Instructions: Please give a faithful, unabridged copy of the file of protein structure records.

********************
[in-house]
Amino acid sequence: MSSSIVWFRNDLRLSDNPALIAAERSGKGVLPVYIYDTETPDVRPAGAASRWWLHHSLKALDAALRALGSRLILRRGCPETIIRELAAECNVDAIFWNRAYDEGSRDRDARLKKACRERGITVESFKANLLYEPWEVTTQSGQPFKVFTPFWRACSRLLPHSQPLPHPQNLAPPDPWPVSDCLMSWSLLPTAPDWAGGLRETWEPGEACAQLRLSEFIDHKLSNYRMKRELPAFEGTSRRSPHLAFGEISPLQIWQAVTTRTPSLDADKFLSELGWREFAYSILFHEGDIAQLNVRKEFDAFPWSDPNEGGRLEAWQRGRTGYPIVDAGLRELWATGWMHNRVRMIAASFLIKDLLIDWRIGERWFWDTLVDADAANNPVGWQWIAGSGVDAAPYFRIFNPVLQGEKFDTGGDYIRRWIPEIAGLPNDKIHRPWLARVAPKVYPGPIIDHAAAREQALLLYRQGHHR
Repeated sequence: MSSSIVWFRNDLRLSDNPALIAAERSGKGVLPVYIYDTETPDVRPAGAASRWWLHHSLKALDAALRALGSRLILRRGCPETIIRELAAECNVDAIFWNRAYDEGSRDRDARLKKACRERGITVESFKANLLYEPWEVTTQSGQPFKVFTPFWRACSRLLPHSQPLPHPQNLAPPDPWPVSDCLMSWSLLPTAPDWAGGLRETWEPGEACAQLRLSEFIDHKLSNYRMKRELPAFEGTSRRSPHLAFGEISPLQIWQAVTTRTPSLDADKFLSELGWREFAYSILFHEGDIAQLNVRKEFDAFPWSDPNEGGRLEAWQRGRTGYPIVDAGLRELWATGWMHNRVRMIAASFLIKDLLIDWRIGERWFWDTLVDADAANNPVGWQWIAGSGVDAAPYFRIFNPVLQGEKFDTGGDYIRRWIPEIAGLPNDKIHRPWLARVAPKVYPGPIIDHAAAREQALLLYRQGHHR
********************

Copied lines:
[in-house]
Amino acid sequence: MSSSIVWFRNDLRLSDNPALIAAERSGKGVLPVYIYDTETPDVRPAGAASRWWLHHSLKALDAALRALGSRLILRRGCPETIIRELAAECNVDAIFWNRAYDEGSRDRDARLKKACRERGITVESFKANLLYEPWEVTTQSGQPFKVFTPFWRACSRLLPHSQPLPHPQNLAPPDPWPVSDCLMSWSLLPTAPDWAGGLRETWEPGEACAQLRLSEFIDHKLSNYRMKRELPAFEGTSRRSPHLAFGEISPLQIWQAVTTRTPSLDADKFLSELGWREFAYSILFHEGDIAQLNVRKEFDAFPWSDPNEGGRLEAWQRGRTGYPIVDAGLRELWATGWMHNRVRMIAASFLIKDLLIDWRIGERWFWDTLVDADAANNPVGWQWIAGSGVDAAPYFRIFNPVLQGEKFDTGGDYIRRWIPEIAGLPNDKIHRPWLARVAPKVYPGPIIDHAAAREQALLLYRQGHHR
Repeated sequence: MSSSIVWFRNDLRLSDNPALIAAERSGKGVLPVYIYDTETPDVRPAGAASRWWLHHSLKALDAALRALGSRLILRRGCPETIIRELAAECNVDAIFWNRAYDEGSRDRDARLKKACRERGITVESFKANLLYEPWEVTTQSGQPFKVFTPFWRACSRLLPHSQPLPHPQNLAPPDPWPVSDCLMSWSLLPTAPDWAGGLRETWEPGEACAQLRLSEFIDHKLSNYRMKRELPAFEGTSRRSPHLAFGEISPLQIWQAVTTRTPSLDADKFLSELGWREFAYSILFHEGDIAQLNVRKEFDAFPWSDPNEGGRLEAWQRGRTGYPIVDAGLRELWATGWMHNRVRMIAASFLIKDLLIDWRIGERWFWDTLVDADAANNPVGWQWIAGSGVDAAPYFRIFNPVLQGEKFDTGGDYIRRWIPEIAGLPNDKIHRPWLARVAPKVYPGPIIDHAAAREQALLLYRQGHHR